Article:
Disneyland Resort Press Release

15 February 2006
Grand Lady of the Rails Returns to “The Happiest place on earth”

ANAHEIM, Calif. (February 15, 2006) - - In an exclusive ceremony today at Disneyland in southern California, hundreds of Disney “Cast Members” came together to show their love for one of the park’s original attractions - - the Disneyland Railroad - - and to join in the dedication of two additions to the famed railway - - the new Ward Kimball steam engine and the returning Lilly Belle VIP parlor car.

The early morning event at the Frontierland Train Station, hosted by Disneyland Resort president Matt Ouimet, honored the namesakes of the engine (legendary Disney animator Ward Kimball) and the restored parlor car (Walt Disney’s widow, Lillian Disney), plus all the Disney Cast Members and Imagineers who made these new additions to the beloved railroad possible. Members of the Kimball family were in attendance during the dedication which also happened to coincide with the anniversary of the birth of Lillian Disney herself.

“The Disneyland Railroad is an integral part of our 50-year heritage and I’m very proud of all of our Cast Members and Imaginers who have helped to make these new additions a reality,” said Ouimet. “The Ward Kimball engine and Lilly Belle car are wonderful salutes to two individuals whose impact on Disneyland is everlasting.”

The Ward Kimball is the first steam engine added to the Disneyland Railroad in 47 years. It is a salute to legendary Disney animator Ward Kimball (1914 – 2002) whose credits include such film classics as Snow White and the Seven Dwarfs, Pinocchio, Fantasia, Dumbo, The Three Caballeros, Cinderella, Alice in Wonderland, Peter Pan, Mary Poppins and Bedknobs and Broomsticks. Kimball was an avid train enthusiast who helped get Walt Disney actively interested in backyard steam railroading, beginning with a visit to the Chicago Railroad Fair in 1948. Kimball’s passion extended all the way to having a full-size steam train layout in his backyard dubbed the Grizzly Flats Railroad.

The new engine (over 103 years old!) on the Disneyland Railroad was built by the Baldwin Locomotive Works of Philadelphia, Pennsylvania, and went into service in 1902. The little train was initially owned by Frank Barker and J. Wilson Lepine, proprietors and operators of the LaurelValley and Melodia sugarcane plantations, and the Laurel Valley Sugar Refinery in Lafourche Parish, Louisiana. The train was originally known as the Maud L., named after the young daughter of J. Wilson LePine. The little iron horse traversed the 15-mile railroad of the plantation, hauling cars of sugar cane from outlying fields, through mosquito-infested swamps to the mill.

The Maud L. was retired in 1946 and seemingly headed towards the scrap heap. In 1999, after years of alternate owners, the little steamer found her way into Disney’s hands. The engine has since been lovingly and meticulously restored. It has been rechristened as the Ward Kimball, steam engine No. 5 on the Disneyland Railroad. Featuring a red cab with red wheels, the engine also sports genuine gold-leaf stenciling and lettering, plus a unique Jiminy Cricket silhouette on the headlamp (Kimball created the character for Walt Disney’s animated film Pinocchio). The engine features more pin striping than any other engine on the Disneyland Railroad while the boiler itself is coated in metallic midnight blue paint that cost nearly $900 per gallon!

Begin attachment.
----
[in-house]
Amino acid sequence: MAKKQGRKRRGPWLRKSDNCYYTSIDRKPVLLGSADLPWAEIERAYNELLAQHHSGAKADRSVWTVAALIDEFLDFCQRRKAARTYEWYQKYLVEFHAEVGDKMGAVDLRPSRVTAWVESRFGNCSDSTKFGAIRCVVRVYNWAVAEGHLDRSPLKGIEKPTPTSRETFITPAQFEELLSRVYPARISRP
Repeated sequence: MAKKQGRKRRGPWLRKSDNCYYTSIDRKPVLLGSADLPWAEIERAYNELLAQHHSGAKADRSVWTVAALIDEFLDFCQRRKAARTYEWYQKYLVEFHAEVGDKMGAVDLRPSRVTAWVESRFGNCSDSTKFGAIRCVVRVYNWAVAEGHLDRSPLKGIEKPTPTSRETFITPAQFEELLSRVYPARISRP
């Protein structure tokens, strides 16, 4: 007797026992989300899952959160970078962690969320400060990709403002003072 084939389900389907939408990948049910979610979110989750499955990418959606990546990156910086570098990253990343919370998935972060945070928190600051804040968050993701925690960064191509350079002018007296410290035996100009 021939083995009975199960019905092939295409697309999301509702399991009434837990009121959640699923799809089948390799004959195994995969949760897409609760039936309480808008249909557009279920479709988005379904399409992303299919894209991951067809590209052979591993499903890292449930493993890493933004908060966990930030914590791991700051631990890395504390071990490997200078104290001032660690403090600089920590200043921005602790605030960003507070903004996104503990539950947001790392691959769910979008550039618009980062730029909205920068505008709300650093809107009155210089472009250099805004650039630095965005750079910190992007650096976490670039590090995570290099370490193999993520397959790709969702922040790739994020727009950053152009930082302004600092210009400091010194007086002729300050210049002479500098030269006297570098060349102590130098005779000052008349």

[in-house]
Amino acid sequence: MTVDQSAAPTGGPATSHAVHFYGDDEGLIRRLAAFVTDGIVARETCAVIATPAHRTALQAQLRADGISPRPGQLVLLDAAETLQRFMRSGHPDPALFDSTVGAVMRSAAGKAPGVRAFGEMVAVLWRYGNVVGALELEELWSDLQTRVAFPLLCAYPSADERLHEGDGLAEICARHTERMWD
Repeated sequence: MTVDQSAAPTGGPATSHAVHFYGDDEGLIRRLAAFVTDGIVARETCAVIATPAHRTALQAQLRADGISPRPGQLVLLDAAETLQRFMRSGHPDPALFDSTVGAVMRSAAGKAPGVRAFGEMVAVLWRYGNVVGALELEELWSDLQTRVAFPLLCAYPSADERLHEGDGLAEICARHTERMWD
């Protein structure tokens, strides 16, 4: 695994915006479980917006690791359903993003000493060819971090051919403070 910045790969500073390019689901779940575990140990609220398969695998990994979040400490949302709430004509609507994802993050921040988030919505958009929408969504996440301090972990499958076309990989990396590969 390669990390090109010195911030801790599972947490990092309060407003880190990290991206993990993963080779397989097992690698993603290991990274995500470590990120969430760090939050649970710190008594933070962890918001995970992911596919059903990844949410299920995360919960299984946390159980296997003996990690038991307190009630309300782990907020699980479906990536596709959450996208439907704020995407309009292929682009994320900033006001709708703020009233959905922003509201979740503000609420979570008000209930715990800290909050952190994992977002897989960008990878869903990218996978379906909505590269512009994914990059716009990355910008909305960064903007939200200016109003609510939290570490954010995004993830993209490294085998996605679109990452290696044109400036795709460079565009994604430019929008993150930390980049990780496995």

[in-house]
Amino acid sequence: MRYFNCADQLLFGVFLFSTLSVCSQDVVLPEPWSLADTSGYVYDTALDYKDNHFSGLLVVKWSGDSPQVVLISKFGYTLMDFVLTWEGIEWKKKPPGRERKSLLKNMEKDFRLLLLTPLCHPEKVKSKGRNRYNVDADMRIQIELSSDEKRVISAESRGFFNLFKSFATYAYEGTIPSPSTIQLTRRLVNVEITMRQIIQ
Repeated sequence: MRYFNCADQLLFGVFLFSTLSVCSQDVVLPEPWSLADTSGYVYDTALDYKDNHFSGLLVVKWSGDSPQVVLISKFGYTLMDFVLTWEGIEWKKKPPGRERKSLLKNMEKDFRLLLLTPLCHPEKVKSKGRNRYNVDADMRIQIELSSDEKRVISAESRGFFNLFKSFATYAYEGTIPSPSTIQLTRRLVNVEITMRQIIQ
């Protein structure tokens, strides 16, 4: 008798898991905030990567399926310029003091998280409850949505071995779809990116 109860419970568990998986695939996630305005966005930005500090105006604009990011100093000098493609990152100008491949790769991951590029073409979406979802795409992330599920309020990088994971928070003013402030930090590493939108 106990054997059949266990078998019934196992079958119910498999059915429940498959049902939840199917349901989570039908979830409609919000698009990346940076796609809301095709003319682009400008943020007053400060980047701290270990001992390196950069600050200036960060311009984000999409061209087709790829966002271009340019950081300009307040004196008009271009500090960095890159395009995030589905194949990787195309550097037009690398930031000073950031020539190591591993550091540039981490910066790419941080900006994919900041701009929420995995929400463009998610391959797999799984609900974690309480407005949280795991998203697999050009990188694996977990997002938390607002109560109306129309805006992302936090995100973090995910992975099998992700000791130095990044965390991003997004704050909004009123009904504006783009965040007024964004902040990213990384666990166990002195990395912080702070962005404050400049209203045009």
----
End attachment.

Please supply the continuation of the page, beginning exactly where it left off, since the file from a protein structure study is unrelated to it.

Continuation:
Part of today’s festivities included the re-dedication of the grand lady of the Disneyland Railroad, its VIP parlor car - - the Lilly Belle. This special car has been off the Disneyland rails since 1998 due to the effects of the elements on its wood construction. However during the past seven months the car has been undergoing a painstaking refurbishment to restore it to its former glory

Now the Lilly Belle once again proudly welcomes guests to its Victorian splendor. The 37.75-foot-long car comfortably seats about 12 people with six sets of large double windows on each side for convenient viewing of the passing scenery. The décor of the plush parlor car is complete with gorgeous new interior elements such as a Victorian settee and chairs, velvet drapes, walls paneled with Himalayan mahogany, beveled mirrors, Disney family pictures and, rimming the top of the car, twelve stained glass panels.

Formerly the railroad’s signature observation car known as No. 106 Grand Canyon (dating back to 1955), the Lilly Belle sprang to life in 1974 after all of the railroad’s original, enclosed passenger cars had been retired. A proposal was put forth to transform No. 106
Grand Canyon into a “Bicentennial Car,” replete with red, white and blue finery. Eventually the concept evolved into rebuilding No. 106 as an elegant private railcar for visiting dignitaries and distinguished guests.

Created with interior design inspiration from Lillian Disney herself, the car welcomed its first VIP guests in 1975. During the first-ever visit to the United States by Japanese royalty, their Majesties Emperor Hirohito and Empress Nagako of Japan enjoyed a grand circle tour of Disneyland aboard the Lilly Belle during the park’s celebration of the American Bicentennial.

Over the past 50 years the authentic steam trains of the Disneyland Railroad have covered enough track to circle the globe more than 200 times while carrying nearly 300 million passengers.